When things don’t exactly go so well…¡Carallo!

Being perpetually poor, we struggle from month to month. Living in Galicia is on the whole cheaper than the UK, but there are some things that are more expensive.
Telefonica have us at their whim. The landline charge is extortionate, and whilst the internet charge isn’t too bad, it’s still twice what it would be in the UK.
We can only connect to the internet through dialup, so it’s back to the 1990s for us. Oh joy. No more YouTube, no online BBC.

We could use mobile broadband. The problem is not just the cost, but the coverage. The Movistar (Telefonica) coverage is not good in the village. You can use a mobile, but only if the weather is fine and you can hang over the balcony, waving the phone at a certain degree.
Vodaphone has mobile coverage, but then it has no landline facility and so you end up paying more…yet again.

There are times when Galicia bites back. We were thoroughly ripped off by an oh-so-nice man who offered to sell our van for spares.
Someone bought it, came to our house after 11 at night to ask us to go and sign the papers, which we did and we, in our simple ignorance, assumed that they’d do the transfer as they arrived just as we were leaving the Officina de Seguros, etc.
However, no transfer was made. We knew that something was up when the road tax demand arrived in 2010, but the oh-so-nice man took it to the people who bought the van and they paid it.
Things move at their own pace here, so we (simple fools that we were) assumed that the paperwork was ‘in the system’.
This year, the road tax demand arrived and we called the oh-so-nice man who promised to help us fix it. He arranged a time to call and we waited. We still are waiting…
So we enlisted the big guns. The chief of the Preguiceiras got on the case and a long phone call later, all was ready to be fixed.
So we went to the Officina de Seguros and ¡que sorprisa! It wasn’t quite so simple.
The lady in the office phoned the man who bought the van and to our horror, we discovered that the van had got through its MOT (ITV). This was very, very bad news.
The van had failed its MOT in a very fatal manner and we were assured that it was dying and that there was no hope.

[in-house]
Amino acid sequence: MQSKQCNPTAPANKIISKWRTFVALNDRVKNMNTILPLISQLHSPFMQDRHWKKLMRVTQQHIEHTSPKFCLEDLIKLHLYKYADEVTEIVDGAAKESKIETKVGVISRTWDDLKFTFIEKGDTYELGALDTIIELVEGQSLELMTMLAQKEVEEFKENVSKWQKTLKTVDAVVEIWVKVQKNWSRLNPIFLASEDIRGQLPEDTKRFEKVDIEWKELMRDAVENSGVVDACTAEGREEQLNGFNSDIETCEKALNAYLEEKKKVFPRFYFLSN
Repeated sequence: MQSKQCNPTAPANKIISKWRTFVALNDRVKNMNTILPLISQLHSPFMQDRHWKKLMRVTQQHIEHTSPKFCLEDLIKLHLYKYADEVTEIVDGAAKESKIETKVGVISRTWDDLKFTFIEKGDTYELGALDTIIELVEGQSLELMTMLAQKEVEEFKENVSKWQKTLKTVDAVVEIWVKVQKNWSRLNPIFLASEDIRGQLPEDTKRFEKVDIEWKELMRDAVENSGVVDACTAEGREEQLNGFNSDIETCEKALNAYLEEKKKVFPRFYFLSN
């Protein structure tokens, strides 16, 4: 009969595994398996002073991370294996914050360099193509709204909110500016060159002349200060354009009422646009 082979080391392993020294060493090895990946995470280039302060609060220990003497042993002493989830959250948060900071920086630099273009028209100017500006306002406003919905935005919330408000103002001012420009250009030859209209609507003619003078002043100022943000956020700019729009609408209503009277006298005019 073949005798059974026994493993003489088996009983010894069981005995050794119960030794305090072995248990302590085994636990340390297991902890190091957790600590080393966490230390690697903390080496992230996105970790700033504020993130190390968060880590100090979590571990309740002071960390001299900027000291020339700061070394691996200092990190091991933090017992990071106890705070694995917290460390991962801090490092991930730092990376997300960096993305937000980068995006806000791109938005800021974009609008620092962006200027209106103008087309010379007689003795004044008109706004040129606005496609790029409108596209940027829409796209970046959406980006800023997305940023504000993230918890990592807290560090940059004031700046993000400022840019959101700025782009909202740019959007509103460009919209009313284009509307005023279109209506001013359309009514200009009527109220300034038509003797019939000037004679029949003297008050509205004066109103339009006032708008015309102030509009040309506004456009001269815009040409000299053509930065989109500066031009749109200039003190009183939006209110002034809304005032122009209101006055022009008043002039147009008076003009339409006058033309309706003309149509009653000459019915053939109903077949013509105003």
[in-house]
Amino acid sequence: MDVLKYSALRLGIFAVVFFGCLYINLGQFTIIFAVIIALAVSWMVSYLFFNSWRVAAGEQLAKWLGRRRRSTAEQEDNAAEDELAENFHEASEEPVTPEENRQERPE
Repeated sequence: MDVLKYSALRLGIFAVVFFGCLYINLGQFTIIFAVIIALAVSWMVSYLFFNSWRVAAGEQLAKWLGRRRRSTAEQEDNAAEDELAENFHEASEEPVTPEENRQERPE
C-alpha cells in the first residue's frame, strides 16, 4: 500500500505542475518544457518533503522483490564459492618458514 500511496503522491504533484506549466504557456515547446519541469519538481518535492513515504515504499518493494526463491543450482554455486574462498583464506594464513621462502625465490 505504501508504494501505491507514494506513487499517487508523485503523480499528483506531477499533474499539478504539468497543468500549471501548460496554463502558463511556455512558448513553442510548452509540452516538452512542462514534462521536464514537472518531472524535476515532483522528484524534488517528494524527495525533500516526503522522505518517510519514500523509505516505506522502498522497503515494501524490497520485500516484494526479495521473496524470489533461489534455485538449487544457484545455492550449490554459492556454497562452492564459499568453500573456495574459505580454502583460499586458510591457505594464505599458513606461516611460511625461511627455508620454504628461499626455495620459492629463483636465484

This meant that the son of the man who bought the car, was driving it around and in our name. If an accident happened, we would be liable. If someone was injured or killed, then we would be liable.
Are we hopping mad. Oh yes, absolutely incendiarily red-hot feet hopping mad.
We returned to the Officina and hit a wall of excuses.
This morning, we hit an even larger wall. Ast his problem is common and the solution is, to write a letter, complaining about the fault, stating that the car was sold in good faith and signed for. This letter is then sent to the Office of the Trafficos in Lugo and is placed on file and put into a computer list of reported cars.
Our latest problem is that the person who we need to complain about, is a relative of the lady in the Officina and she can’t help.
No problem. We will go to the Insurers in Monforte, where the owner speaks English and he will help, but it will cost more. Of course it will…

There are plusses and minuses to life in the countryside where everyone knows everyone else. This time, we are hitting the downside and it will cost us money to put things right. It’s better than the mandatory prison sentence, if the driver of the van hit someone. It would be nicer if the person, who bought the van for spares, actually did what they were supposed to do and didn’t deliberately rip off the Ingleses. ¡Carallo!

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